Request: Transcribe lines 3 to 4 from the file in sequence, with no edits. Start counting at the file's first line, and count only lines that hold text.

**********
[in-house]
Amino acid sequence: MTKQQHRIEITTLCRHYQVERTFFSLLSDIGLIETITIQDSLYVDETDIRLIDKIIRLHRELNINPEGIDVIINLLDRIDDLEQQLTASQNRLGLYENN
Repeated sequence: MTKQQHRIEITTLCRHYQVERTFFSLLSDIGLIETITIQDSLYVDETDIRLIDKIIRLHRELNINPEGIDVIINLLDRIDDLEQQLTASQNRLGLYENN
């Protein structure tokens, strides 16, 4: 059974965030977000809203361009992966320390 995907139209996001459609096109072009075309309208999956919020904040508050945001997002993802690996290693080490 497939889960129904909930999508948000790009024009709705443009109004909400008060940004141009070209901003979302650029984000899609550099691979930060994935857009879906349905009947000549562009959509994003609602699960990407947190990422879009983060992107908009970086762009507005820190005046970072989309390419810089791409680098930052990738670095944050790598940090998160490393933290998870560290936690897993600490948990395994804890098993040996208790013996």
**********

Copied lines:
Repeated sequence: MTKQQHRIEITTLCRHYQVERTFFSLLSDIGLIETITIQDSLYVDETDIRLIDKIIRLHRELNINPEGIDVIINLLDRIDDLEQQLTASQNRLGLYENN
């Protein structure tokens, strides 16, 4: 059974965030977000809203361009992966320390 995907139209996001459609096109072009075309309208999956919020904040508050945001997002993802690996290693080490 497939889960129904909930999508948000790009024009709705443009109004909400008060940004141009070209901003979302650029984000899609550099691979930060994935857009879906349905009947000549562009959509994003609602699960990407947190990422879009983060992107908009970086762009507005820190005046970072989309390419810089791409680098930052990738670095944050790598940090998160490393933290998870560290936690897993600490948990395994804890098993040996208790013996």